Later symptoms of bacterial meningitis can be very severe (e.g., seizures, coma). For this reason, anyone who thinks they may have meningitis should see a doctor as soon as possible.
If meningitis is suspected, samples of blood or cerebrospinal fluid (near the spinal cord) are collected and sent to the laboratory for testing. It is important to know the specific cause of meningitis because that helps doctors understand how to treat the disease, and possibly how bad it will get. In the case of bacterial meningitis, antibiotics can help prevent severe illness and reduce the spread of infection from person to person.
If bacteria are present, they can often be grown (cultured). Growing the bacteria in the laboratory is important for confirming the presence of bacteria, identifying the specific type of bacteria that is causing the infection, and deciding which antibiotic will work best. Other tests can sometimes find and identify the bacteria if the cultures do not.
Bacterial meningitis can be treated effectively with antibiotics. It is important that treatment be started as soon as possible. Appropriate antibiotic treatment of the most common types of bacterial meningitis should reduce the risk of dying from meningitis to below 15%, although the risk remains higher among young infants and the elderly.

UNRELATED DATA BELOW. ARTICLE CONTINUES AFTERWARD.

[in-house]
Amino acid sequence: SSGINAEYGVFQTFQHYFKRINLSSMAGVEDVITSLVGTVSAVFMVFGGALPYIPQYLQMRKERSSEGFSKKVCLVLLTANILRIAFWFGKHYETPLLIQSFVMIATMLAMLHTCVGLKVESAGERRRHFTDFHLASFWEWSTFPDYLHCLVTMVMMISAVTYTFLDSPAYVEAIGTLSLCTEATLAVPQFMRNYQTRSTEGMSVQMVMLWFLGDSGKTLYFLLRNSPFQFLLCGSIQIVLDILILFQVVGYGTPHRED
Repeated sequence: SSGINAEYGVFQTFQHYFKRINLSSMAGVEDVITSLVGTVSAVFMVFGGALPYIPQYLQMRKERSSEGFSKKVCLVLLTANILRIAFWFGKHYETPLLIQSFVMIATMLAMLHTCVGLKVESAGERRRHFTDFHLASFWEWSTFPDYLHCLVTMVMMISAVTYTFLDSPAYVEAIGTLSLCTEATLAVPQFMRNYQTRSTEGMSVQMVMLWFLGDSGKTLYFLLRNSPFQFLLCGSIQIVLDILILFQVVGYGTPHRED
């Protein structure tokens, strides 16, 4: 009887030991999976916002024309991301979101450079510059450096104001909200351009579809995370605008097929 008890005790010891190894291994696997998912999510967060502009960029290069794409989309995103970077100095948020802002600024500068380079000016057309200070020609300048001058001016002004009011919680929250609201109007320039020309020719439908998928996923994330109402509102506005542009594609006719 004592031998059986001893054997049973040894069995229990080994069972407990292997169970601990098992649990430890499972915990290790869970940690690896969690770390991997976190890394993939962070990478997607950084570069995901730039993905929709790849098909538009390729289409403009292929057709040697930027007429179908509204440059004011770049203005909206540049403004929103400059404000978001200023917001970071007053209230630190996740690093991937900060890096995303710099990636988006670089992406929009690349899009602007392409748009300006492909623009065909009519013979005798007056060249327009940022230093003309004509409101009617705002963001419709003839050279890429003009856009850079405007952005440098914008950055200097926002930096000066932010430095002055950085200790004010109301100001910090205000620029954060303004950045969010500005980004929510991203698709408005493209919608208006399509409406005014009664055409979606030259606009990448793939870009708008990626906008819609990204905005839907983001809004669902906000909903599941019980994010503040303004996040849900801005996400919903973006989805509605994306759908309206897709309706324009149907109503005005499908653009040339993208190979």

The most effective way to protect you and your child against certain types of bacterial meningitis is to complete the recommended vaccine schedule. There are vaccines for three types of bacteria that can cause meningitis: Neisseria meningitidis (meningococcus), Streptococcus pneumoniae (pneumococcus), and Haemophilus influenzae type b (Hib).
Antibiotics may be recommended for close contacts of people with meningococcal meningitis. Antibiotics may also be recommended for the entire family if a family member develops severe Hib infection and there’s a high risk person in the house. This is to decrease the risk of spreading disease to a high risk person, since they are at increased risk for severe disease. Your doctor or local health department will tell you if there’s a high risk person in your house and antibiotics are needed.
Maintaining healthy habits, like not smoking and avoiding cigarette smoke, getting plenty of rest, and not coming into close contact with people who are sick, can also help. This is especially important for young infants, the elderly, or for those with a weakened immune system, since they are at increased risk for severe disease.
 Thigpen MC, Whitney CG, Messonnier NE, Zell ER, Lynfield R, Hadler JL, et al. Emerging Infections Programs Network. Bacterial meningitis in the United States, 1998-2007External Web Site Icon. N Engl J Med. 2011;364:2016-25.
This information was developed by the Centers for Disease Control and Prevention.
Centers for Disease Control and Prevention, Division of Foodborne, Waterborne, and Environmental Diseases. Meningococcal Disease, General Information. Available at: https://www.cdc.gov/meningitis/bacterial.html. Accessed February 11, 2014.